There are considerable technical issues in ensuring that the derivation of the H theorem is actually rigorous for reasonable regularity hypotheses on {f} (and on {B}), in large part due to the delicate and somewhat singular nature of “grazing collisions” when the pre-collision and post-collision velocities are very close to each other. Important work was done by Villani and his co-authors on resolving this issue, but this is not the result I want to focus on here. Instead, I want to discuss the long-time behaviour of the Boltzmann equation.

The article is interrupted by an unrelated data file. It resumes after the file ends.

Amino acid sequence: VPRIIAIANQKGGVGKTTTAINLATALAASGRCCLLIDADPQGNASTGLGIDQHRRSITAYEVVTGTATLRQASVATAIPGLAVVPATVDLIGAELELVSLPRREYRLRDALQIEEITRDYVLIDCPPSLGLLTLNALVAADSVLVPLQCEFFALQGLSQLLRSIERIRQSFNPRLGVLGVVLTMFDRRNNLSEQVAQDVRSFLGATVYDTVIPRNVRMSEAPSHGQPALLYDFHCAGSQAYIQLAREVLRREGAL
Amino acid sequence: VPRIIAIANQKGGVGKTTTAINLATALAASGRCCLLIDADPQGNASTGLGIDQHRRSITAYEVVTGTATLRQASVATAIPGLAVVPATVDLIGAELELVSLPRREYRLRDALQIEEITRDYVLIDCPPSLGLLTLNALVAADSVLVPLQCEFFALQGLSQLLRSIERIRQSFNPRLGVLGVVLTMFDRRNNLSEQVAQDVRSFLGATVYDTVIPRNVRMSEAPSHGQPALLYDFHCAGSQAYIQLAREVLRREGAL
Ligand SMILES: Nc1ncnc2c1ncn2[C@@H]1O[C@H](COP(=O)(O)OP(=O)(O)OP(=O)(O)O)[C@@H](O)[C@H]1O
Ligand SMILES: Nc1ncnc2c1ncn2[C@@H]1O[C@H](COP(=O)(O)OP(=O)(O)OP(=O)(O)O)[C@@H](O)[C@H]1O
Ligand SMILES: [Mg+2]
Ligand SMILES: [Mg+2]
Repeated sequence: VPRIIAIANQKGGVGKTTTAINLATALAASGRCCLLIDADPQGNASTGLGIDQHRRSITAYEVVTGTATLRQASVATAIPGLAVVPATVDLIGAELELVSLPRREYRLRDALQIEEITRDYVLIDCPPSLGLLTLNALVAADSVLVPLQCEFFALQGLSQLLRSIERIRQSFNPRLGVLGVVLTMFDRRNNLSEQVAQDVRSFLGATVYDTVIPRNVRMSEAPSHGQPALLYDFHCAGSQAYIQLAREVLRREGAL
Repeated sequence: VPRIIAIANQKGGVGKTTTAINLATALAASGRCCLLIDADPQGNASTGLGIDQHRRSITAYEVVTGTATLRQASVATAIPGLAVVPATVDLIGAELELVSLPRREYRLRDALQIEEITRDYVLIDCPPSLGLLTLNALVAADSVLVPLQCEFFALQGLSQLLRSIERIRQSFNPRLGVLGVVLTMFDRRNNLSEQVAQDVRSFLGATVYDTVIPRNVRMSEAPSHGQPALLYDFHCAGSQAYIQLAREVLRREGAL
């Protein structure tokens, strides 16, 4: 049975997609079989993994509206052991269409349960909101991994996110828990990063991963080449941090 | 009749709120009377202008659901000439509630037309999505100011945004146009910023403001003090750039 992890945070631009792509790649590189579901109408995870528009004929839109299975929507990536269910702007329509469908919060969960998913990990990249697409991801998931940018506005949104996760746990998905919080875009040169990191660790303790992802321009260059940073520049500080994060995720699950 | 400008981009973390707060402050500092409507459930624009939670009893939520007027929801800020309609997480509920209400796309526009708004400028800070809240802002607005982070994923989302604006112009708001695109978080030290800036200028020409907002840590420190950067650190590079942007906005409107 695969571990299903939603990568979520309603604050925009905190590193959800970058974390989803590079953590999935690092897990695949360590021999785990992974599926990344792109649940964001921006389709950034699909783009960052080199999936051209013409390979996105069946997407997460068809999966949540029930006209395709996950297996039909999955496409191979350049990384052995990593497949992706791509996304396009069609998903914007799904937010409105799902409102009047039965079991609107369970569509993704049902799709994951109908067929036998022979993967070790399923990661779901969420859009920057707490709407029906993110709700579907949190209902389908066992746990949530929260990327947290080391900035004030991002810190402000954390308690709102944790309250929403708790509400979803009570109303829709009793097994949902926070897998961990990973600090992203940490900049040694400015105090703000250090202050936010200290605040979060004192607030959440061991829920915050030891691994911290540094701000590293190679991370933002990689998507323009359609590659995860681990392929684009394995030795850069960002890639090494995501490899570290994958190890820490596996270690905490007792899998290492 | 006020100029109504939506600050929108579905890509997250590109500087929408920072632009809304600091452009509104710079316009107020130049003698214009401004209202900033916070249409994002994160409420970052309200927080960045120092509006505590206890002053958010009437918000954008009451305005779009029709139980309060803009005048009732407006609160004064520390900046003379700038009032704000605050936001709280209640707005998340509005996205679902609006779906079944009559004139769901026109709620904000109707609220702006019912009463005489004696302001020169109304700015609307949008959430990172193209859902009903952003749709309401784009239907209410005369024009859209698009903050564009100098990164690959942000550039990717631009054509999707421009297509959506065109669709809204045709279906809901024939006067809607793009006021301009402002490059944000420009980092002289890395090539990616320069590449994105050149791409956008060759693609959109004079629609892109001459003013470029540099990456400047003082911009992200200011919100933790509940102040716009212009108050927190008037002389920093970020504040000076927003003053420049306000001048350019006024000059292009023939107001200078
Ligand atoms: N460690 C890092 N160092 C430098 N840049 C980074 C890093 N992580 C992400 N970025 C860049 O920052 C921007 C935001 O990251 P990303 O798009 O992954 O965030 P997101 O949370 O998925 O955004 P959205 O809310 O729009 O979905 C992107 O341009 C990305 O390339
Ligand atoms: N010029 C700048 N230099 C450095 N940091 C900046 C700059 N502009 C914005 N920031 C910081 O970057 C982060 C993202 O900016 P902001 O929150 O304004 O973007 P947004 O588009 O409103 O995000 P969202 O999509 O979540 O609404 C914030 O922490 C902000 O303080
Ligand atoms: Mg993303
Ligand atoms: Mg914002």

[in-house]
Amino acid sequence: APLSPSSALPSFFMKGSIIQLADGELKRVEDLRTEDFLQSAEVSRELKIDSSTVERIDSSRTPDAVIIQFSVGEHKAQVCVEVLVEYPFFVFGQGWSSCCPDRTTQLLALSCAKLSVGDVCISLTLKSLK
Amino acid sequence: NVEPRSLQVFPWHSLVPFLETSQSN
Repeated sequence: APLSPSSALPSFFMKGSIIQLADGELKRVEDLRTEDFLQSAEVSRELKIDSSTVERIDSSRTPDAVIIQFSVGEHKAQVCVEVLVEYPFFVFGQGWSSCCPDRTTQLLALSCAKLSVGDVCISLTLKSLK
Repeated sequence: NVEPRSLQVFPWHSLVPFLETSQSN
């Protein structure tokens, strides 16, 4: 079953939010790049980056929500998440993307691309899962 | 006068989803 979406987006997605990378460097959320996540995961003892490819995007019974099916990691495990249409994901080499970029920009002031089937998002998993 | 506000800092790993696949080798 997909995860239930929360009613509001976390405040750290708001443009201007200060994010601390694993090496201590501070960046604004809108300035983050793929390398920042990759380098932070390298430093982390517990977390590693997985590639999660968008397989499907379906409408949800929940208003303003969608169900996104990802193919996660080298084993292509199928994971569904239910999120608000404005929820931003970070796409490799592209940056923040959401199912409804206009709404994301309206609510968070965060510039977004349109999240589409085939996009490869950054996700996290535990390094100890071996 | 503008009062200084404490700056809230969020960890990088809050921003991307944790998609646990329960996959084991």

As the {H} functional always decreases until a Maxwellian distribution is attained, it is then reasonable to conjecture that the density function {f} must converge (in some suitable topology) to a Maxwellian distribution. Furthermore, even though the {H} theorem allows the Maxwellian distribution to be non-homogeneous in space, the transportation aspects of the Boltzmann equation should serve to homogenise the spatial behaviour, so that the limiting distribution should in fact be a homogeneous Maxwellian. In a remarkable 72-page tour de force, Desvilletes and Villani showed that (under some strong regularity assumptions), this was indeed the case, and furthermore the convergence to the Maxwellian distribution was quite fast, faster than any polynomial rate of decay in fact. Remarkably, this was a large data result, requiring no perturbative hypotheses on the initial distribution (although a fair amount of regularity was needed). As is usual in PDE, large data results are considerably more difficult due to the lack of perturbative techniques that are initially available; instead, one has to primarily rely on such tools as conservation laws and monotonicity formulae. One of the main tools used here is a quantitative version of the H theorem (also obtained by Villani), but this is not enough; the quantitative bounds on entropy production given by the H theorem involve quantities other than the entropy, for which further equations of motion (or more precisely, differential inequalities on their rate of change) must be found, by means of various inequalities from harmonic analysis and information theory. This ultimately leads to a finite-dimensional system of ordinary differential inequalities that control all the key quantities of interest, which must then be solved to obtain the required convergence.